The European Parliament is unlikely to vote on a proposal to scrap nutrient profiling before mid-June, FoodNavigator.com has learned.
A draft report suggesting that the controversial food measurement be binned was approved by Members of the European Parliament (MEPs) sitting on the European Parliament’s Environment, Public Health and Food Safety (ENVI) Committee in March, with a first plenary vote expected at the end of this month.
However, the date of the European Parliament’s first reading in plenary session now looks likely to occur in the week of June 16.
The proposal was put forward by Renate Sommer, rapporteur of the ENVI committee, and approved by MEPs sitting on ENVI on March 16, with 52 votes in favour, two against and five abstentions.
Health claims wrangling
The decision followed 18 months of wrangling over amendments to the Nutrition and Health Claims Regulation.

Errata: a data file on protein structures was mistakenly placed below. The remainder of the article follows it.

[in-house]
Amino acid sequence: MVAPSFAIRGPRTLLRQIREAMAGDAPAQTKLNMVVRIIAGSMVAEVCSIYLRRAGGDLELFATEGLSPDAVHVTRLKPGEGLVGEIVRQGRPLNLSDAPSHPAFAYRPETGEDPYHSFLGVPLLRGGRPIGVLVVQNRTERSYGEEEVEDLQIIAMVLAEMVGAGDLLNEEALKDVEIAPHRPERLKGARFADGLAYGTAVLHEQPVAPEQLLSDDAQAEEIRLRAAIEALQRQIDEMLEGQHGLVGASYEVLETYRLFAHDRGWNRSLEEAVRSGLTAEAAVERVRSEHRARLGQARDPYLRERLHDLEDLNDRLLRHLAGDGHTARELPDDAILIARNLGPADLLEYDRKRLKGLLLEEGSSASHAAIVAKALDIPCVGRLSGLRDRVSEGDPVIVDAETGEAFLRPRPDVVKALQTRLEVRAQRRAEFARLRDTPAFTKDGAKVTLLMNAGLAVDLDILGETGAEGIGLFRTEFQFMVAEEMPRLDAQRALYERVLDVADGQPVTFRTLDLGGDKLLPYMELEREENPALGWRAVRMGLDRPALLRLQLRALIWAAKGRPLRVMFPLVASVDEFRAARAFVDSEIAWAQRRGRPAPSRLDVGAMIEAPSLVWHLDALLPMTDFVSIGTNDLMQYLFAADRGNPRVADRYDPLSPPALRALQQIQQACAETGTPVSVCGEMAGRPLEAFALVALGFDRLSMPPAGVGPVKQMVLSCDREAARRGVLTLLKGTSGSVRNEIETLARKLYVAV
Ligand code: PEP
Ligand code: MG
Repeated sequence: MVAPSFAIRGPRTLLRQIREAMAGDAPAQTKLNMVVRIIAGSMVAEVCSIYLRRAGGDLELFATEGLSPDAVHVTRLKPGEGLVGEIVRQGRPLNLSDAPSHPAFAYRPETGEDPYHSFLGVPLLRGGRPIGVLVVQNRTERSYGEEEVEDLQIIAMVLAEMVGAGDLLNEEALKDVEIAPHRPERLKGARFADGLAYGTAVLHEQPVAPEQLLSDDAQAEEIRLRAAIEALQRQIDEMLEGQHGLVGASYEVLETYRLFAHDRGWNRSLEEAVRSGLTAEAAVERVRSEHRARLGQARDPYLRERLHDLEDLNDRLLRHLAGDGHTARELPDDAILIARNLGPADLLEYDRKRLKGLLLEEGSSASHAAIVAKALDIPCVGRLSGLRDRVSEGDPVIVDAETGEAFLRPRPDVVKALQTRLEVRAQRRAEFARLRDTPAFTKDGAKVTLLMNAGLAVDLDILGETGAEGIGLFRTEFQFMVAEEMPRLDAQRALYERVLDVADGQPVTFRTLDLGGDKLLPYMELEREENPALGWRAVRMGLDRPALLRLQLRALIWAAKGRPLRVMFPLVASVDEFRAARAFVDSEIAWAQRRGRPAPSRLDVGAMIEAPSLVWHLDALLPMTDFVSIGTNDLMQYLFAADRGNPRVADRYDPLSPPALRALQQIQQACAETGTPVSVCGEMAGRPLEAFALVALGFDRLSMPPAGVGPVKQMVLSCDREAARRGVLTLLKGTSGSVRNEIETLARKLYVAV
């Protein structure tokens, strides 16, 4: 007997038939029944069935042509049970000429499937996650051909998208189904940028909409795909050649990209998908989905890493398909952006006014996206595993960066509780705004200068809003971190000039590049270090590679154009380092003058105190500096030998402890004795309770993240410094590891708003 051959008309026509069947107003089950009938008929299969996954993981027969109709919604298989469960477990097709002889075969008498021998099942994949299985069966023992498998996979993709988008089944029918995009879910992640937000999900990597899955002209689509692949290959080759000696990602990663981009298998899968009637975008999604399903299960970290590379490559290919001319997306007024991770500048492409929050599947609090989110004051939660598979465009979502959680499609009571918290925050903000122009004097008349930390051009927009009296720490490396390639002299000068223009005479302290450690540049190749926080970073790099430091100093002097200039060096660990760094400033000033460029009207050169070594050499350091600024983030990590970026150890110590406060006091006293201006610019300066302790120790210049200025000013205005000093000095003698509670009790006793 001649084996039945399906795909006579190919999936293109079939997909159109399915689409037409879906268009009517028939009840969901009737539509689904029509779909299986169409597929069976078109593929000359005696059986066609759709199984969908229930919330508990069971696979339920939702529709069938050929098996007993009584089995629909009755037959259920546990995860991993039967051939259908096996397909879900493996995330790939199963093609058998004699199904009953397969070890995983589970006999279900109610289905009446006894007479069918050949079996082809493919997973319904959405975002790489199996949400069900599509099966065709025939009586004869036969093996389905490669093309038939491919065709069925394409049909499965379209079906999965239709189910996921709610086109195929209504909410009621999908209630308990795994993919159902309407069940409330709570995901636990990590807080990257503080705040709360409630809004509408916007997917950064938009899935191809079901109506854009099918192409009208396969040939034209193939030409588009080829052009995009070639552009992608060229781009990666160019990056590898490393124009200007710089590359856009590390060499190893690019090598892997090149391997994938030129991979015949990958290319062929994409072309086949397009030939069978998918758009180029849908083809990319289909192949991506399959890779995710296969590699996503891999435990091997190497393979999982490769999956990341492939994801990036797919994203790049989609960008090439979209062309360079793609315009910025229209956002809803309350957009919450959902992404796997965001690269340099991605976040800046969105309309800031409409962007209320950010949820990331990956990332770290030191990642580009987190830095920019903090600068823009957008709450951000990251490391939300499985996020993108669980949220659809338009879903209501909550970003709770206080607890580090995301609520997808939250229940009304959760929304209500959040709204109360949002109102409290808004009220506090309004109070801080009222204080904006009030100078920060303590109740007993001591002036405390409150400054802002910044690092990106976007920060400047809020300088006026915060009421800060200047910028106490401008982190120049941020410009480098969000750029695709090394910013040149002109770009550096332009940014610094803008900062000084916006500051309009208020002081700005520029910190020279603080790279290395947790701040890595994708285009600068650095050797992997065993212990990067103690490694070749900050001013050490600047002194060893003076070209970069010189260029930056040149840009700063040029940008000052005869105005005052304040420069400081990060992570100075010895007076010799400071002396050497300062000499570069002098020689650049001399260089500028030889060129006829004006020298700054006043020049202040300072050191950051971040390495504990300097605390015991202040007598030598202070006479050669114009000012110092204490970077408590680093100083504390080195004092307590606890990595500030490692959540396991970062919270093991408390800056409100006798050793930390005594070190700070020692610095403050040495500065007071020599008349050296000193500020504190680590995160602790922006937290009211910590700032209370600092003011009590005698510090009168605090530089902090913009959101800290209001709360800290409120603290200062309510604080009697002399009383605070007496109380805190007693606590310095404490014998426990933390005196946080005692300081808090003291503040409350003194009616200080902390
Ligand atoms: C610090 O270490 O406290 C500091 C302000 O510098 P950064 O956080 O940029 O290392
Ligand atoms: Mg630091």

Nutrient profiling is based on the idea that foods high in fat, salt, sugar and certain other nutrients should be prevented from bearing health claims even if they also contain healthy ingredients that would otherwise qualify them to make such claims.
To be or not to be…
According to Richard Wood, regulatory affairs manager at Nestlé UK, the proposal to scrap nutrient profiling is unlikely to succeed.
“I think profiling will happen,” Wood recently told FoodNavigator.com sister publication FoodManufacture.co.uk.
“I doubt [the decision] will get through the plenary session. It has to be cleared by the [European] Commission, the Parliament and the Council of Ministers. The Commission is in favour and the Member States are generally in favour.”
UK consumer group Which? sticks by its opposition of repealing nutrient profiling.
“We obviously think it is really important that nutrient profiles are retained in the health and nutrition claims legislation to prevent consumers from being misled by 'health' claims on unhealthy foods,” Sue Davies, chief policy adviser at Which? told FoodNavigator.com.